With Merdeka Square, the site chosen for the rally, closed to demonstrators, groups of marchers assembled at several different points before proceeding to the Royal Palace. Marchers did not challenge the police. When police, banging their riot shields, moved in formation toward them, the marchers retreated. However, in one location along the route, police deployed tear gas and cannons spewing chemical-laced water without giving warning or prior orders for the demonstrators to disperse. Police officers also kicked and beat at least seven people. Several, including one man who suffered a broken leg, required hospital treatment.

Human Rights Watch further urges that no action be taken against the rally’s organizers for defying the police ban. Under Malaysia’s constitution as well as international human rights law, Malaysians have the rights to free expression and peaceful assembly. Four of the organizers, all leaders of opposition political parties, have been summoned for police questioning on Thursday, November 15, in response to a complaint that Bersih is an illegal organization. The Criminal Procedure Code mandates their appearance for questioning, but all have the right to remain silent. Until now, no leader from any of the more than 60 nongovernmental and civil service organizations that form the Bersih coalition has been summoned for questioning.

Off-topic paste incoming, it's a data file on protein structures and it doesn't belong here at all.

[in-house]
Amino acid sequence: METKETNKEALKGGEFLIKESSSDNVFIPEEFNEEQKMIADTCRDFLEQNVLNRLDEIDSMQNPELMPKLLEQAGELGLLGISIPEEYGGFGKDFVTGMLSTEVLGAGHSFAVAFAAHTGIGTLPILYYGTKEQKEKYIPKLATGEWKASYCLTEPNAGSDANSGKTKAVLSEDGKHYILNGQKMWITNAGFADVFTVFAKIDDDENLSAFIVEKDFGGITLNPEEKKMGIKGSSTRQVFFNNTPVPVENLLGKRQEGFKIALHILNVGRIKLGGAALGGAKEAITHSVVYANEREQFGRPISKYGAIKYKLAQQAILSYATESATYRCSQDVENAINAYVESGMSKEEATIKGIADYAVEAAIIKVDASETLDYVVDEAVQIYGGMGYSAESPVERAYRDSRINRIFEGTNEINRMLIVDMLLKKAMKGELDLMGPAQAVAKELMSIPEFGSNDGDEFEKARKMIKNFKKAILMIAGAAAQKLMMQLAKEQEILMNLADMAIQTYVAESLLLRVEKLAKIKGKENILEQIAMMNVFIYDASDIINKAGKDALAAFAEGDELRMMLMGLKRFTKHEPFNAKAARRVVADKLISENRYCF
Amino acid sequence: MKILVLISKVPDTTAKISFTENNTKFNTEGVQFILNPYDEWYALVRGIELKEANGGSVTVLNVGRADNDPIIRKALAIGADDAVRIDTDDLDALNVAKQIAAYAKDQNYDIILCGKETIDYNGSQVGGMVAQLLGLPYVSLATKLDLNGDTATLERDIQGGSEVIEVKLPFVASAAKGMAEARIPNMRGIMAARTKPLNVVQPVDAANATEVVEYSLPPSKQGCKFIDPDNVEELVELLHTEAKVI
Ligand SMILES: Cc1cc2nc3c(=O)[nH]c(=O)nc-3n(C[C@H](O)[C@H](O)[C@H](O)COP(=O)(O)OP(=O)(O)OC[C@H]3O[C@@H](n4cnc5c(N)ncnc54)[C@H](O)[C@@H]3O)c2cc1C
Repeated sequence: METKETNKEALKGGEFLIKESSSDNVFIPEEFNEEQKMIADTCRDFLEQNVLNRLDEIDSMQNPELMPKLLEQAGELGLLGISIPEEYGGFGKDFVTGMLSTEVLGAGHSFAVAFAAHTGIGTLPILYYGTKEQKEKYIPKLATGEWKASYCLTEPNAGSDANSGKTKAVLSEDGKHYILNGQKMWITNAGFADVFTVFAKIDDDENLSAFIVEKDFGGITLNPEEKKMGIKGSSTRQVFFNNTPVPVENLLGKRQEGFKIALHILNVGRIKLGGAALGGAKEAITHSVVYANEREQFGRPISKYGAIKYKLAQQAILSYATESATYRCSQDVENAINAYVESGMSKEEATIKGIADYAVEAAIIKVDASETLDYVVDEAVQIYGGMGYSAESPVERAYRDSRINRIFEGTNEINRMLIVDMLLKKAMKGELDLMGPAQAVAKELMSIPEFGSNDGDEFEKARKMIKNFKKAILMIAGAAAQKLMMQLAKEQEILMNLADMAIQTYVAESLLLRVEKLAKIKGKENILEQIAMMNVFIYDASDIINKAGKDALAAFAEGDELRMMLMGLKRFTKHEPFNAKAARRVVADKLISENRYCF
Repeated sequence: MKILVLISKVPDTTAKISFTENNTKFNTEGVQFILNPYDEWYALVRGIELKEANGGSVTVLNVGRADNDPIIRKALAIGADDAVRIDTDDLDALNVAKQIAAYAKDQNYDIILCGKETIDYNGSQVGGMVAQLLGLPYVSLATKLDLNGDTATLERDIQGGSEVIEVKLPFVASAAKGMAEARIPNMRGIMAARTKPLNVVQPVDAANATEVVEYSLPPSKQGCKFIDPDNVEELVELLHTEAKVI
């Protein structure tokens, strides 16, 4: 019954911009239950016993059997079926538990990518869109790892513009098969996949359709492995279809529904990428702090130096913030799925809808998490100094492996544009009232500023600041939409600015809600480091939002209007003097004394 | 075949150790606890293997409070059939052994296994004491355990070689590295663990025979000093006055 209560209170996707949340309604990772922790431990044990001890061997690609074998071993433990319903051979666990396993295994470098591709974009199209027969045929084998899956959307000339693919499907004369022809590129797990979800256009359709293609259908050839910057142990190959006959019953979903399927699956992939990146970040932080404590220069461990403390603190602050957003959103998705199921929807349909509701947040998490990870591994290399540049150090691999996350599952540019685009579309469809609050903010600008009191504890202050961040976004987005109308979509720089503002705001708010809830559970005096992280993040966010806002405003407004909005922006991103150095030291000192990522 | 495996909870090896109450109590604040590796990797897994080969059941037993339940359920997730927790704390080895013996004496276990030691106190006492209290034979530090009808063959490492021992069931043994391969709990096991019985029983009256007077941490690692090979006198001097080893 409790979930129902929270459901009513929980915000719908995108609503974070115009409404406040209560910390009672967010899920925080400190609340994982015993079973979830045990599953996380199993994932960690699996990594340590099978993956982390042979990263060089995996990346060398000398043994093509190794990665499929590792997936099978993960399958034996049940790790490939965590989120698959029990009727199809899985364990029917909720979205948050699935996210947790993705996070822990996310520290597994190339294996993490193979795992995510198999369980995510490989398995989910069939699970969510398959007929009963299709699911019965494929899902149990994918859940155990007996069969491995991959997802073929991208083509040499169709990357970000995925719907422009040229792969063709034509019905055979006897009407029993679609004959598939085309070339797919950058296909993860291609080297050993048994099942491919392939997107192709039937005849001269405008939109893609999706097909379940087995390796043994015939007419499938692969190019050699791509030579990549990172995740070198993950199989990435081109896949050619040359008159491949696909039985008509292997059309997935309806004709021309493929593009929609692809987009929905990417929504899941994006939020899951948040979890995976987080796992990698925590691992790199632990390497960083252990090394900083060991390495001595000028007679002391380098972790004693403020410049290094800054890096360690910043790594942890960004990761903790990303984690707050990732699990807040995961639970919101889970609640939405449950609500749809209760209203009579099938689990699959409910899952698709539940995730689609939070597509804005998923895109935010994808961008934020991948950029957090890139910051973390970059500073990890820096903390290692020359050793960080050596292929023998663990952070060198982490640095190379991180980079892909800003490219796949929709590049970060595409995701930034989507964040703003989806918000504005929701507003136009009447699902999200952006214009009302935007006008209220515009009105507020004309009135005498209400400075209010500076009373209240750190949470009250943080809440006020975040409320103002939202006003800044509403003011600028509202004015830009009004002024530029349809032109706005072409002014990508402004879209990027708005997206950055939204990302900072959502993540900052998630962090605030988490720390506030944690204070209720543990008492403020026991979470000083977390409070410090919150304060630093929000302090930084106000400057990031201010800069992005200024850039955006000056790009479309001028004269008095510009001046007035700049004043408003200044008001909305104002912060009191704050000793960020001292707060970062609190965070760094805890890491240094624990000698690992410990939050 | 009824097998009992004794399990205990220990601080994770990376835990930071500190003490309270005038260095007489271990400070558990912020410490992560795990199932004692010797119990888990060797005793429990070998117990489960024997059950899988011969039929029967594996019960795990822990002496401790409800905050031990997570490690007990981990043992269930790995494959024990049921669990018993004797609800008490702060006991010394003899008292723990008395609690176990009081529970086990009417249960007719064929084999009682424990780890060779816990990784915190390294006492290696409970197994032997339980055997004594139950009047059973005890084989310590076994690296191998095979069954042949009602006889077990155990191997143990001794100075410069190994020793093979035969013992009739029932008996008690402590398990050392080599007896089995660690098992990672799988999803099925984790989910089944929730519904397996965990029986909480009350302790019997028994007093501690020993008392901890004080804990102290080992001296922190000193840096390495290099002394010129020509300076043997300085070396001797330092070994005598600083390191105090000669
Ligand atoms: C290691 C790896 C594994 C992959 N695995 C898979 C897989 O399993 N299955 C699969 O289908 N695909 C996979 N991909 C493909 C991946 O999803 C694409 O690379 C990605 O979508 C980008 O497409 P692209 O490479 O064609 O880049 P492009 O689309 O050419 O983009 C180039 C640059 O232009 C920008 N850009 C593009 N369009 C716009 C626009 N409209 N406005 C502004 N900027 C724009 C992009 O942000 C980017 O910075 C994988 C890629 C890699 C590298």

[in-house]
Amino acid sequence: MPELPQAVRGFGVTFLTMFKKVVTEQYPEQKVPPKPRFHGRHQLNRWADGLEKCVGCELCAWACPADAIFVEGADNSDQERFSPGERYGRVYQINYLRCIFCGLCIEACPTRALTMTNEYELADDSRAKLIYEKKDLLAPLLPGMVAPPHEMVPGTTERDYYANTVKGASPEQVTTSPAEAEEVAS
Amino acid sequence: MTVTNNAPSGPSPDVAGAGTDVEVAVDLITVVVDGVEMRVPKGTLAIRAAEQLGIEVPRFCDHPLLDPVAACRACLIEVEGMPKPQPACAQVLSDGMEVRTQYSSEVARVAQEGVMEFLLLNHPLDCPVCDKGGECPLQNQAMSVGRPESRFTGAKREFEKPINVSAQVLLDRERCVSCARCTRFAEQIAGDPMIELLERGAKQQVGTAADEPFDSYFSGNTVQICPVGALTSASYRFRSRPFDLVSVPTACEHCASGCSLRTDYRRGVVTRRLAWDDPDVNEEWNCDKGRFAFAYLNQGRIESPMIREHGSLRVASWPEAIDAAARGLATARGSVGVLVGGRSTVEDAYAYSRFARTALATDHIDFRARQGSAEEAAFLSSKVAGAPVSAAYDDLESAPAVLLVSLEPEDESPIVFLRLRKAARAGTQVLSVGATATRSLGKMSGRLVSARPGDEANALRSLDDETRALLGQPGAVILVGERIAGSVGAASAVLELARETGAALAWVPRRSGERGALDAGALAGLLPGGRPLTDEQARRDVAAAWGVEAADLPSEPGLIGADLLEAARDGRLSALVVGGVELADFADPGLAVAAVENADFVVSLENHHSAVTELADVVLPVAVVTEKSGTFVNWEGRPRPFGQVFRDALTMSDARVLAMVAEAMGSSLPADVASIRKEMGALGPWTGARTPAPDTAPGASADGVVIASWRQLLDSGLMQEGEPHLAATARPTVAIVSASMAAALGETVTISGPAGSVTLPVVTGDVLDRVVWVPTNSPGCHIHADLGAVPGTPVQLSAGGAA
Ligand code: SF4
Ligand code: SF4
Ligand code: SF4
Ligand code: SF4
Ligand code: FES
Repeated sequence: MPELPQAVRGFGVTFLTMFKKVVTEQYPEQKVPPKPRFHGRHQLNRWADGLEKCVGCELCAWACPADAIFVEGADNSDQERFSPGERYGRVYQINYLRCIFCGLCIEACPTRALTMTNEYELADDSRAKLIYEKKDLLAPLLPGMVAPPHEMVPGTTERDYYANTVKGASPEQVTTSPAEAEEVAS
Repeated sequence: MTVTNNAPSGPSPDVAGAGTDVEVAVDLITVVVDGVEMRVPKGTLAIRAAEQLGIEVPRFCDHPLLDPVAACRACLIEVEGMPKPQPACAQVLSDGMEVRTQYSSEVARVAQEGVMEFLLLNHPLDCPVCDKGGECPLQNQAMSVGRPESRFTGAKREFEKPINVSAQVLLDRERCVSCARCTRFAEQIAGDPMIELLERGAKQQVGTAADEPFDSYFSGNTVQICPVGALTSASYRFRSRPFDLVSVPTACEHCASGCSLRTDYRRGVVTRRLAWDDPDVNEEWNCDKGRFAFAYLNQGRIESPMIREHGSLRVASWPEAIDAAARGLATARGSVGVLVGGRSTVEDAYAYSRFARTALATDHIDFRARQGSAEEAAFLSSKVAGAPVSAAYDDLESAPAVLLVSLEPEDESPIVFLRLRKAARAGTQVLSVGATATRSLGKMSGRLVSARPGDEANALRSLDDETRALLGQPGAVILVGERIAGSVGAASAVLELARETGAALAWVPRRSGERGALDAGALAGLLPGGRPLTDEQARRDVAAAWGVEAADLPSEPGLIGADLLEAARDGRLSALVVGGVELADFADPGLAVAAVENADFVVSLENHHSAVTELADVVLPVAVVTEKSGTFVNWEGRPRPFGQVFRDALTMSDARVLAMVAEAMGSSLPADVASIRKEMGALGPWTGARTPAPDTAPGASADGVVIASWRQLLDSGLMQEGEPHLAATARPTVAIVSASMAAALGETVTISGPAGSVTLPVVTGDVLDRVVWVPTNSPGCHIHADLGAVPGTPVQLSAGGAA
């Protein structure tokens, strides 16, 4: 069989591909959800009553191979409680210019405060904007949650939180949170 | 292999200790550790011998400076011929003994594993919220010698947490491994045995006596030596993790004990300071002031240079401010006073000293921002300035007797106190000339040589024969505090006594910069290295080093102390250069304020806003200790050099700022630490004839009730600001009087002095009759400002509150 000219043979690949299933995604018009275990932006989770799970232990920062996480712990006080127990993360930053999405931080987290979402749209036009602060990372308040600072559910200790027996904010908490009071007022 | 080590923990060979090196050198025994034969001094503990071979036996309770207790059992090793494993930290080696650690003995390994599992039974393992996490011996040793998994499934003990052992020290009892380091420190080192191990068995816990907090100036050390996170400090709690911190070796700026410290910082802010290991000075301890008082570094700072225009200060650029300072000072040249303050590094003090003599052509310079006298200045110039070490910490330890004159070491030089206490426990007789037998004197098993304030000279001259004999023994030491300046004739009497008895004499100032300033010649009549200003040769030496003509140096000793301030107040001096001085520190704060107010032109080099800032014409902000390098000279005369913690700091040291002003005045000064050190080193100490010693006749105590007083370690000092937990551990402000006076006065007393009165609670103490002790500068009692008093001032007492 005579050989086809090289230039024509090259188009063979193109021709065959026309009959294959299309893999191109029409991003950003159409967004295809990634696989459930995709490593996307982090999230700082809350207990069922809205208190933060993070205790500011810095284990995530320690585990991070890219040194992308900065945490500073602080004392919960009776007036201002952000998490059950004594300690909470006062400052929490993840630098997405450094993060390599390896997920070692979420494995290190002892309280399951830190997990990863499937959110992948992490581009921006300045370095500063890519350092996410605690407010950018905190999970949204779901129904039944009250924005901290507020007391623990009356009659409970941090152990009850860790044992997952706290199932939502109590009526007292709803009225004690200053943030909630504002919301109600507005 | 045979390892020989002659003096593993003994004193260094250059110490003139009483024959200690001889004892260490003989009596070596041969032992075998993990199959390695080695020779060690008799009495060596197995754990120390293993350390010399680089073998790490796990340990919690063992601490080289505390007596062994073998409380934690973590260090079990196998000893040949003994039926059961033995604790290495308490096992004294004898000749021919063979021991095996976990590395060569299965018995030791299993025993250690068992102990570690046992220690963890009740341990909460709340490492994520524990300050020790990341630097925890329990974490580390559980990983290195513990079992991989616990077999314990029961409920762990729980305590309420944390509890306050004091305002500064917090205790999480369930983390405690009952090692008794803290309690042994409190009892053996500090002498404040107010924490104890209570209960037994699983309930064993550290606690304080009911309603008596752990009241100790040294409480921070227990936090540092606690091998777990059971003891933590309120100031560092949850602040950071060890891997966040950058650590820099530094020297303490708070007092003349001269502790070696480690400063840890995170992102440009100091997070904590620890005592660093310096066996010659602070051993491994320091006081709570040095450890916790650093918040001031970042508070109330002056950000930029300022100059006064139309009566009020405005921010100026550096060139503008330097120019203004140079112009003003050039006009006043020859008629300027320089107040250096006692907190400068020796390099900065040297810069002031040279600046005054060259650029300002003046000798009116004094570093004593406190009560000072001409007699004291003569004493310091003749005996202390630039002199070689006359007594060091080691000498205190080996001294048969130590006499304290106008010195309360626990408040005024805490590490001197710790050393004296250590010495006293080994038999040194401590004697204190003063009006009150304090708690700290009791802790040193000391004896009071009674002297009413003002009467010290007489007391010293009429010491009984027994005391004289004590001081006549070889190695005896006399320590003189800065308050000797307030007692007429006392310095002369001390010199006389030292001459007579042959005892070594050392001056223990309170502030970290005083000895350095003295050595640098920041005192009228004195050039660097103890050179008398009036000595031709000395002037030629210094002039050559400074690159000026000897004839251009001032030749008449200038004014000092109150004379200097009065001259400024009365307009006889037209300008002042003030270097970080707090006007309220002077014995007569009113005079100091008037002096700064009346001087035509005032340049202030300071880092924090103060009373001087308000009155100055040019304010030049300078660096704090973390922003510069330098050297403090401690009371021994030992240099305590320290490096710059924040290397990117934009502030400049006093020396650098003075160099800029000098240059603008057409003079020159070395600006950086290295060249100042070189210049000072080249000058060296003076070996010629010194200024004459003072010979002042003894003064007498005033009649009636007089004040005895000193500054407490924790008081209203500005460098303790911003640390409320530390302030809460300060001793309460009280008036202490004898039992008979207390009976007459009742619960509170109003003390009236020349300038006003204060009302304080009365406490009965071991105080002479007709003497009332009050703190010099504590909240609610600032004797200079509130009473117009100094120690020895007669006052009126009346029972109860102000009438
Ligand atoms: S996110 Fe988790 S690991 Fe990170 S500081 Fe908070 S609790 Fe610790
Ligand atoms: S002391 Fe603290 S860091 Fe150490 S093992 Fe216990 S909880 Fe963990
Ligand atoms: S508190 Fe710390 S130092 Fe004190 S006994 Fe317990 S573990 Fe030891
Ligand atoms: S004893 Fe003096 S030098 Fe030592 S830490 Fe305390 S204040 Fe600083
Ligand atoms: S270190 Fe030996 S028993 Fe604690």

In addition, Human Rights Watch urged Police Inspector-General Musa Hassam to recommend that no charges be filed against the 34 people arrested during the march. They are obliged to report to the police in late November to learn what charges they may face. When detained, some of the 34 requested meetings with lawyers, but none were permitted access to available legal counsel.

Police officers refused to allow members of the Malaysian Bar’s Urgent Arrest Lawyer’s Team, who were standing by to assist detainees, to meet with any of the 34. They also denied the lawyers’ requests for information about the proceedings and the possible charges. When the lawyers forced their way into the police station, they were only able to speak with officers not involved in questioning the 34 or in taking their statements. All those arrested were released on their own recognizance before midnight on the day of the march.

“Where were the attorney general and the chief of police while the bookings were going on?” said Adams. “They haven’t expressed any concern over officers blatantly ignoring Malaysia’s own Criminal Procedure Code.”